A recently-released court document reveals how the Air Force Office of Special Investigations foiled a half-baked plot by an airman to kill her estranged husband in order to receive a $100,000 life insurance payout in late 2019.
The airman, Airman 1st Class Katelyn L. Day, was stationed at Barksdale Air Force Base, Louisiana before she pleaded guilty to attempted wrongful possession of fentanyl; attempted premeditated murder; attempted conspiracy to commit premeditated murder; solicitation to commit murder; and attempted conspiracy to commit murder. On July 23, 2020, she was sentenced to dishonorable discharge, confinement for 10 years, and reduction in rank to airman basic, the lowest enlisted rank in the Air Force.
It’s probably not the outcome Day had in mind five years ago, when she met her husband in an outpatient treatment center in Shreveport, Louisiana, according to an opinion released by the U.S. Air Force Court of Criminal Appeals last week which recounted the background of Day’s case. The husband, named “TD” in the opinion, and Day married in July 2017, two months later. But the airman soon realized she was getting more than she bargained for.
Shortly after marrying him, Day learned TD was in an “on-again, off-again” relationship with “JM,” who gave birth to TD’s child two weeks after TD and Day got married. Then, in December 2018, Day gave birth to her and TD’s only child, but they encountered financial problems since TD “was only making minimum wage while working a part-time job.” The couple tried marriage counseling, but in February 2019, Day told TD she wanted to separate. TD moved out in March and was ordered to pay child support, “but was inconsistent in doing so.” In April, Day filed for divorce, but things were about to get more complicated.
Since Day and TD had a child under the age of 18, Louisiana law dictated they had to live apart for at least a year before a judge would grant them a divorce. In the meantime, TD still was not paying consistent child support, leaving Day as the sole supporter of the child, which on an E-3’s salary must have been daunting. Given her money issues, Day started thinking about the $100,000 life insurance policy she had secured through the military after getting married and adding TD as a dependent. That policy would end if she and TD divorced. Day was also worried TD “would take their child from her and she did not want TD to have custody,” the opinion said.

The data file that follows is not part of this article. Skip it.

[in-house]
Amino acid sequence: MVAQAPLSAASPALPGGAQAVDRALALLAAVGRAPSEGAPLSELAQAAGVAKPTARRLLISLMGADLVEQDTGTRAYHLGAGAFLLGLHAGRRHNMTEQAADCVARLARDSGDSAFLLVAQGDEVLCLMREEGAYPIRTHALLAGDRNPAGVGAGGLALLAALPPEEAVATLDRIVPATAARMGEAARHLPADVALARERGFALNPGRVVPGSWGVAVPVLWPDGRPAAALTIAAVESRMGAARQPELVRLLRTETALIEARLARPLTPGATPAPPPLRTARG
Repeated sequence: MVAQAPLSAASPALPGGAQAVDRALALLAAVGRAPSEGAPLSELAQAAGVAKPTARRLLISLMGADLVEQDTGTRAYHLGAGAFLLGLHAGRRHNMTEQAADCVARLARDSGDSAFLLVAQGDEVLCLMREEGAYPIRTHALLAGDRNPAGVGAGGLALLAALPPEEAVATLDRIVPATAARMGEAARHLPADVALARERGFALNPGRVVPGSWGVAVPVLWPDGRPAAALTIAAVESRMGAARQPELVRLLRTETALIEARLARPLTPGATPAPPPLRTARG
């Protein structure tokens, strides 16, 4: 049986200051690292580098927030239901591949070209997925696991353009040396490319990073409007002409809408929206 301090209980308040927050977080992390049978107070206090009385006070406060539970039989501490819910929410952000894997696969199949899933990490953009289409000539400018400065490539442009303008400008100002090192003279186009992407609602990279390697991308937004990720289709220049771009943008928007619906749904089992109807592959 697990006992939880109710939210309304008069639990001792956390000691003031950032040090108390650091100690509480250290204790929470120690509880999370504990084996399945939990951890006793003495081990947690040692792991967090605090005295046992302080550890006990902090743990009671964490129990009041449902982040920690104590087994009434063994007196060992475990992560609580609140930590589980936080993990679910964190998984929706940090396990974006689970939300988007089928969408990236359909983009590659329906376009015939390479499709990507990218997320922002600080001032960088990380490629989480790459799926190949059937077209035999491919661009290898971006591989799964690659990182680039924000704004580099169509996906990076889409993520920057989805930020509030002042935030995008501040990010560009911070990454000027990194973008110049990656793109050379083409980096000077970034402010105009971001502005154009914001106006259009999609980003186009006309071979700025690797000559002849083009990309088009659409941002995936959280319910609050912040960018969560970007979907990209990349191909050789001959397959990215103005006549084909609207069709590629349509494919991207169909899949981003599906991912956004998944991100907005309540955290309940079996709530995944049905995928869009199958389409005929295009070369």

Considering this stress, Day began to find solace in an unlikely place: JM, the woman with whom TD shared a child and an earlier relationship. JM, Day, and two other people chatted in a Facebook Messenger group titled “Hot Mess Express,” where they commiserated about TD.
“That 100,000 would be real nice. Pay bills off and get a car we need. Put the rest away for [TD’s child] later,” Day said, before later stating that many of the bills “are ones [TD] racked up that I got stuck with.”
Things became serious on October 10, 2019, when Day and JM shared privately on Facebook Messenger that they both hated TD.
“Have someone kill him … then we won’t have to deal anymore,” Day said. “I’ll give you half his life insurance.”
About a month later, the airman started putting out feelers for somebody to help her out.
“Y’all known (sic) an undertaker? I’m not kidding,” she asked the Hot Mess Express on November 15. “To the person that hooks it up I’ll split the life insurance.”
Four days later, she contacted a former boyfriend named SP, asking “Do you know a hitman or something … And yes I’m serious.”
When asked by SP why she was messaging him on Facebook about such a serious subject, Day said “because my text [messages] can be subpoenaed and I can delete Facebook.”
After speaking with her over Snapchat, SP “got the vibe” that Day was trying to get him to kill TD for her. Later, Day asked a coworker, JJ, saying “I will give you $50,000, half of the insurance money, to kill him.” JJ responded, “I’m not going to kill your husband. Get someone else to do that.
“There is no perfect crime,” he added. “Don’t you watch reality TV crime shows? You are going to get caught.”
But Day was persistent, asking JJ about it again the next week, and a third time a few days after that. Day even went so far as to hand JJ a piece of paper with her husband’s social security number, phone number, address, place of work and travel times. She also referred to a bush in front of her house that she wanted removed, which JJ believed was code for killing TD. JJ decided he had had enough on November 30, when Day texted him saying she had a plan. When JJ said he was going to call the police, Day responded: “Oh wow. That’s a real change in position. I won’t talk to you anymore then.”